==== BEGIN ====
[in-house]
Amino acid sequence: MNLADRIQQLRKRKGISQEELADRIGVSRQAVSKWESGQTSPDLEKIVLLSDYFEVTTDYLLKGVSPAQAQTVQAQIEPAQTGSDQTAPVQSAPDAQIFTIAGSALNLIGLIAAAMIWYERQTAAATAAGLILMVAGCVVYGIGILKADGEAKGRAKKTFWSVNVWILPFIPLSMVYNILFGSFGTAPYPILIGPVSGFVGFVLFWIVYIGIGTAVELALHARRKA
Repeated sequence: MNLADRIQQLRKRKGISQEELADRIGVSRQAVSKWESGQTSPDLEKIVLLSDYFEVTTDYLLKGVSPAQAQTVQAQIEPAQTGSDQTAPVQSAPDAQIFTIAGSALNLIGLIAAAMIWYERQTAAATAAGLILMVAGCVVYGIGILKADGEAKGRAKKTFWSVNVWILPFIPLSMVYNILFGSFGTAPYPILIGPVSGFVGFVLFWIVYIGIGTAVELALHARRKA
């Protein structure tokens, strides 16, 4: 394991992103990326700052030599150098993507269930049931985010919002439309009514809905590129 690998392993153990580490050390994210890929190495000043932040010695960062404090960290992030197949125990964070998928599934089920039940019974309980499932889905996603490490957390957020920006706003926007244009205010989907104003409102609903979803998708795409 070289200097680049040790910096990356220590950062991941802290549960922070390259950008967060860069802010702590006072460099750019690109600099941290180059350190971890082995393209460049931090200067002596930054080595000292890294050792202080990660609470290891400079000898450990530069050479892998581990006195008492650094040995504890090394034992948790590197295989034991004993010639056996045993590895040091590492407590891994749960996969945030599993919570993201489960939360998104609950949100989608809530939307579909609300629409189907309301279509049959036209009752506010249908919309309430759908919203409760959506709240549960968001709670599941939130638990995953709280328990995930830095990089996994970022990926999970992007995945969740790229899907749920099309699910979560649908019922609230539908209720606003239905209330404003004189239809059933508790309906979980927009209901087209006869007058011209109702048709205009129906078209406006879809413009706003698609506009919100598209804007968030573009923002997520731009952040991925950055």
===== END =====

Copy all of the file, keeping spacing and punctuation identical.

[in-house]
Amino acid sequence: MNLADRIQQLRKRKGISQEELADRIGVSRQAVSKWESGQTSPDLEKIVLLSDYFEVTTDYLLKGVSPAQAQTVQAQIEPAQTGSDQTAPVQSAPDAQIFTIAGSALNLIGLIAAAMIWYERQTAAATAAGLILMVAGCVVYGIGILKADGEAKGRAKKTFWSVNVWILPFIPLSMVYNILFGSFGTAPYPILIGPVSGFVGFVLFWIVYIGIGTAVELALHARRKA
Repeated sequence: MNLADRIQQLRKRKGISQEELADRIGVSRQAVSKWESGQTSPDLEKIVLLSDYFEVTTDYLLKGVSPAQAQTVQAQIEPAQTGSDQTAPVQSAPDAQIFTIAGSALNLIGLIAAAMIWYERQTAAATAAGLILMVAGCVVYGIGILKADGEAKGRAKKTFWSVNVWILPFIPLSMVYNILFGSFGTAPYPILIGPVSGFVGFVLFWIVYIGIGTAVELALHARRKA
């Protein structure tokens, strides 16, 4: 394991992103990326700052030599150098993507269930049931985010919002439309009514809905590129 690998392993153990580490050390994210890929190495000043932040010695960062404090960290992030197949125990964070998928599934089920039940019974309980499932889905996603490490957390957020920006706003926007244009205010989907104003409102609903979803998708795409 070289200097680049040790910096990356220590950062991941802290549960922070390259950008967060860069802010702590006072460099750019690109600099941290180059350190971890082995393209460049931090200067002596930054080595000292890294050792202080990660609470290891400079000898450990530069050479892998581990006195008492650094040995504890090394034992948790590197295989034991004993010639056996045993590895040091590492407590891994749960996969945030599993919570993201489960939360998104609950949100989608809530939307579909609300629409189907309301279509049959036209009752506010249908919309309430759908919203409760959506709240549960968001709670599941939130638990995953709280328990995930830095990089996994970022990926999970992007995945969740790229899907749920099309699910979560649908019922609230539908209720606003239905209330404003004189239809059933508790309906979980927009209901087209006869007058011209109702048709205009129906078209406006879809413009706003698609506009919100598209804007968030573009923002997520731009952040991925950055």